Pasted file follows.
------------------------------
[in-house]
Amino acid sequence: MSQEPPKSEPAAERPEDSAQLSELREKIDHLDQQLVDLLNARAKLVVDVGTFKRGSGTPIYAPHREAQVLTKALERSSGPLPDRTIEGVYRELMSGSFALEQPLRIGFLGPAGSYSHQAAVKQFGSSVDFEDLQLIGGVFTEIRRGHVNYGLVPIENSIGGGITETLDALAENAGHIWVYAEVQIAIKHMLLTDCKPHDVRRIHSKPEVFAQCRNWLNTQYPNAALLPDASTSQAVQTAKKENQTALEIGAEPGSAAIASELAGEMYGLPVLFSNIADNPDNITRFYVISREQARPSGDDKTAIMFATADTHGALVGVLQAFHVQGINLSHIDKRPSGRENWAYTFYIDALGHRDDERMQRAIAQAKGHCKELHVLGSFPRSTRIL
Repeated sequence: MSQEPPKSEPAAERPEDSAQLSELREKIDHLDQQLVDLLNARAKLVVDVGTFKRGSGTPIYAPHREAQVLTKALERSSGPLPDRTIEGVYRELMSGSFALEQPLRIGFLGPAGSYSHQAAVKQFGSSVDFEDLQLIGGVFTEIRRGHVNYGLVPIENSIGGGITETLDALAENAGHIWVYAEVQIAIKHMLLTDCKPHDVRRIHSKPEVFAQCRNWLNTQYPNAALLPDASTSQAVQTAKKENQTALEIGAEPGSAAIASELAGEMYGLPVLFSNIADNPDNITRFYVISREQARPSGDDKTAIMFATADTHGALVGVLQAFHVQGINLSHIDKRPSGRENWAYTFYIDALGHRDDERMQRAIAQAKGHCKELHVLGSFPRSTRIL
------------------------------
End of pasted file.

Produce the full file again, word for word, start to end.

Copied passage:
[in-house]
Amino acid sequence: MSQEPPKSEPAAERPEDSAQLSELREKIDHLDQQLVDLLNARAKLVVDVGTFKRGSGTPIYAPHREAQVLTKALERSSGPLPDRTIEGVYRELMSGSFALEQPLRIGFLGPAGSYSHQAAVKQFGSSVDFEDLQLIGGVFTEIRRGHVNYGLVPIENSIGGGITETLDALAENAGHIWVYAEVQIAIKHMLLTDCKPHDVRRIHSKPEVFAQCRNWLNTQYPNAALLPDASTSQAVQTAKKENQTALEIGAEPGSAAIASELAGEMYGLPVLFSNIADNPDNITRFYVISREQARPSGDDKTAIMFATADTHGALVGVLQAFHVQGINLSHIDKRPSGRENWAYTFYIDALGHRDDERMQRAIAQAKGHCKELHVLGSFPRSTRIL
Repeated sequence: MSQEPPKSEPAAERPEDSAQLSELREKIDHLDQQLVDLLNARAKLVVDVGTFKRGSGTPIYAPHREAQVLTKALERSSGPLPDRTIEGVYRELMSGSFALEQPLRIGFLGPAGSYSHQAAVKQFGSSVDFEDLQLIGGVFTEIRRGHVNYGLVPIENSIGGGITETLDALAENAGHIWVYAEVQIAIKHMLLTDCKPHDVRRIHSKPEVFAQCRNWLNTQYPNAALLPDASTSQAVQTAKKENQTALEIGAEPGSAAIASELAGEMYGLPVLFSNIADNPDNITRFYVISREQARPSGDDKTAIMFATADTHGALVGVLQAFHVQGINLSHIDKRPSGRENWAYTFYIDALGHRDDERMQRAIAQAKGHCKELHVLGSFPRSTRIL